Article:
Even then I’d rather see them on the big screen in the theater. It’s just not the same at home

    This is what I’m hoping people will realize. Granted, we’re going to be in a relatively small space, but it’s still bigger than what anyone I know has at home. Plus, it makes the experience communal and that’s a lot of the kick right there.

  8. Me

    I would like to see The Ninth Configuration I’ve always wanted to check it out.

    What about the Brood, The Man Who Haunted Himself, Audition, The Hitcher, Peeping Tom, Black Sunday

  9. Me

    I would like to see The Ninth Configuration I’ve always wanted to check it out.

    What about the Brood, The Man Who Haunted Himself, Audition, The Hitcher, Peeping Tom, Black Sunday

  10. T.H.X. Pijonsnodt, Esq.

    It’s very over-the-top

    It’s a Ken Russell film. Doesn’t that go without saying?

  11. Ken Hanke

    I would like to see The Ninth Configuration I’ve always wanted to check it out

    That could possibly be worked in on the hybrid basis. It has a certain horror element to it — mostly due to the setting — but it isn’t really a horror picture. I’d certainly have no problem running it.

    What about the Brood, The Man Who Haunted Himself, Audition, The Hitcher, Peeping Tom, Black Sunday

    The Brood most definitely. I’ve never seen The Man Who Haunted Himself or Audition (I’m guessing you mean the Takashi Miike film). The Hitcher is a possibility, though I don’t remember being that impressed with it. I’ve always found Peeping Tom overrated, but it should be shown if only because of its infamous status. And I have to admit I just do not like Bava, but he’s inescapable and Black Sunday is probably his best film.

  12. Ken Hanke

    It’s a Ken Russell film. Doesn’t that go without saying?

    Even with Russell there are relative degrees of over-the-top.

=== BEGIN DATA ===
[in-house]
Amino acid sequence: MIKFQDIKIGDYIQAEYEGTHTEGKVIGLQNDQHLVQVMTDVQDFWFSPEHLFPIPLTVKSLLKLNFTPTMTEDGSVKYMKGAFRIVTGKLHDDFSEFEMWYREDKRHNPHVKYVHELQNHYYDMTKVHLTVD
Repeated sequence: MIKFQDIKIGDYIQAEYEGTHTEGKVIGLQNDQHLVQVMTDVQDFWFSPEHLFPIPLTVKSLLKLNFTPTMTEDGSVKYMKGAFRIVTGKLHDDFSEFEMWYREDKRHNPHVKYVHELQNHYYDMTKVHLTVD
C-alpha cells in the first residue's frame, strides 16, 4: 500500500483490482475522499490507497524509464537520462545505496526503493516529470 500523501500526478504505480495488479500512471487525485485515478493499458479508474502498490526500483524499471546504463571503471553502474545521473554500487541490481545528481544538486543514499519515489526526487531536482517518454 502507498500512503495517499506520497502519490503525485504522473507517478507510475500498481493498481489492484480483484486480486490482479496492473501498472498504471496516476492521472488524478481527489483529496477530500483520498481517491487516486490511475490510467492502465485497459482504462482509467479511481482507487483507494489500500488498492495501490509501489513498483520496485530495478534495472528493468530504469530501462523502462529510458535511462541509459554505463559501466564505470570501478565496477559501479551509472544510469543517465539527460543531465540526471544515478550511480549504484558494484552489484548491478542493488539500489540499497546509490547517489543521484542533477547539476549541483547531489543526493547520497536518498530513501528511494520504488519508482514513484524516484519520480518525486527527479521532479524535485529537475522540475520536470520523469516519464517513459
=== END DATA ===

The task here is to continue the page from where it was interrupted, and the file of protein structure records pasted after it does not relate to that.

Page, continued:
13. Chip Kaufmann

    While we’re throwing titles out there how about SPIRITS OF THE DEAD, WOLFEN, HOUSE THAT DRIPPED BLOOD, TOURIST TRAP, PSYCHIC KILLER, KILL, BABY, KILL (my Bava pick), THE HAUNTED PALACE (my Corman pick), as well as NOSFERATU (Herzog version maybe someday the original).

  14. Ken Hanke

    While we’re throwing titles out there how about SPIRITS OF THE DEAD, WOLFEN, HOUSE THAT DRIPPED BLOOD, TOURIST TRAP, PSYCHIC KILLER, KILL, BABY, KILL (my Bava pick), THE HAUNTED PALACE (my Corman pick), as well as NOSFERATU (Herzog version maybe someday the original).

    Interesting choices. I’d have to revisit several of these. (Not sure I’ve ever seen Psychic Killer.) Except for the Fellini segment, I’ve never cared for Spirits of the Dead. I do second The Haunted Palace, though. I think my Bava pick would be Black Sabbath if only for “A Drop of Water.” I’d like to do Nosferatu — both versions — though the silent has been shown at least twice locally in the past few years and the Herzog was shown once. I’d go for the silent in a heartbeat if we could find someone who would be interested in playing a live musical accompaniment!

  15. Bob Boeberitz

    How about “Dead of Night?” Not exactly a horror movie, but more of a pscyhological thriller. It’s a quartet of 4 strange stories all tied together by a visit to a country manor which turns out to be a dream…or is it?

  16. Ken Hanke

    How about “Dead of Night?”

    That’s actually an excellent suggestion. It at least qualifies as something of a ghost story on one occcasion, if memory serves.

  17. LYT

    Carnival of Souls would be a good one, if only so people will realize just how many movies in their life they’ve seen that basically rip it off.

  18. Ken Hanke

    Carnival of Souls would be a good one, if only so people will realize just how many movies in their life they’ve seen that basically rip it off.

    Good choice. Good point.

  19. Chip Kaufmann

    I was going to mention CARNIVAL OF SOULS as an older choice.
    SPIRITS OF THE DEAD plays better in the original French and Italian soundtrack although it can be disconcerting.
    The Ultimate Edition NOSFERATU has the original 1922 score which is very effective. Live musicians would cost real money which could be a violation.